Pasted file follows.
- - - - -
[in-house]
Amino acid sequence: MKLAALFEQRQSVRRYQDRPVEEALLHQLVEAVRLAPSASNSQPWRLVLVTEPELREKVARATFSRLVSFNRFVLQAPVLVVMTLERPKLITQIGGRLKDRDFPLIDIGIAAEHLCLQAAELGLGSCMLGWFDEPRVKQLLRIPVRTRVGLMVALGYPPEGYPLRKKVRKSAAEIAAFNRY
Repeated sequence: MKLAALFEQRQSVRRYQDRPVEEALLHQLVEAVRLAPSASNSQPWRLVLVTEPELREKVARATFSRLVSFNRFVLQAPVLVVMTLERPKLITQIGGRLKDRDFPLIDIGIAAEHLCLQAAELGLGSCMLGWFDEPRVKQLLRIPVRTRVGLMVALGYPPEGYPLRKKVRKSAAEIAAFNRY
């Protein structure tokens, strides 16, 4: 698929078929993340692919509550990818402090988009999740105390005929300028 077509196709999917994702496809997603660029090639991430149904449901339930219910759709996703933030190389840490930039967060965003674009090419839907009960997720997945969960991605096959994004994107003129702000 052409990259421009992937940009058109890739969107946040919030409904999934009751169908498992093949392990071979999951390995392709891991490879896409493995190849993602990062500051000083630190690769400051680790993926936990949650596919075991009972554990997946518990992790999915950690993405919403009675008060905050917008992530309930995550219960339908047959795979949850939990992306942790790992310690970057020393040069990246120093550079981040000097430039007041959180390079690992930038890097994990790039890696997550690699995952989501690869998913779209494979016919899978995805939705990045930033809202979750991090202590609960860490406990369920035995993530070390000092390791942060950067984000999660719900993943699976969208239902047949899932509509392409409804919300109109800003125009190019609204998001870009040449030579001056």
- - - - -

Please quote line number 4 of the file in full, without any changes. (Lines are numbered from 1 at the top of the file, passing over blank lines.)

């Protein structure tokens, strides 16, 4: 698929078929993340692919509550990818402090988009999740105390005929300028 077509196709999917994702496809997603660029090639991430149904449901339930219910759709996703933030190389840490930039967060965003674009090419839907009960997720997945969960991605096959994004994107003129702000 052409990259421009992937940009058109890739969107946040919030409904999934009751169908498992093949392990071979999951390995392709891991490879896409493995190849993602990062500051000083630190690769400051680790993926936990949650596919075991009972554990997946518990992790999915950690993405919403009675008060905050917008992530309930995550219960339908047959795979949850939990992306942790790992310690970057020393040069990246120093550079981040000097430039007041959180390079690992930038890097994990790039890696997550690699995952989501690869998913779209494979016919899978995805939705990045930033809202979750991090202590609960860490406990369920035995993530070390000092390791942060950067984000999660719900993943699976969208239902047949899932509509392409409804919300109109800003125009190019609204998001870009040449030579001056």